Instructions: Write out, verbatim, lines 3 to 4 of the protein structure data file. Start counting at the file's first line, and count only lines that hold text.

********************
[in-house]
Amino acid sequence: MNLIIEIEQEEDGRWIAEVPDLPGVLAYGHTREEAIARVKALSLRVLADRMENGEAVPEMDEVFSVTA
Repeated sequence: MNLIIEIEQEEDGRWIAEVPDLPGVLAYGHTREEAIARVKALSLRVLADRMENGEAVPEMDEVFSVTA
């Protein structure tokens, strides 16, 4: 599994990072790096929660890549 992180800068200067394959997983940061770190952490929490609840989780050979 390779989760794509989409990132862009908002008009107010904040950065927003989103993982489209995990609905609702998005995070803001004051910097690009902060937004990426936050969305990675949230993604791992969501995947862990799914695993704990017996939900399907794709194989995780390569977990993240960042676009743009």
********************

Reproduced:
Repeated sequence: MNLIIEIEQEEDGRWIAEVPDLPGVLAYGHTREEAIARVKALSLRVLADRMENGEAVPEMDEVFSVTA
């Protein structure tokens, strides 16, 4: 599994990072790096929660890549 992180800068200067394959997983940061770190952490929490609840989780050979 390779989760794509989409990132862009908002008009107010904040950065927003989103993982489209995990609905609702998005995070803001004051910097690009902060937004990426936050969305990675949230993604791992969501995947862990799914695993704990017996939900399907794709194989995780390569977990993240960042676009743009």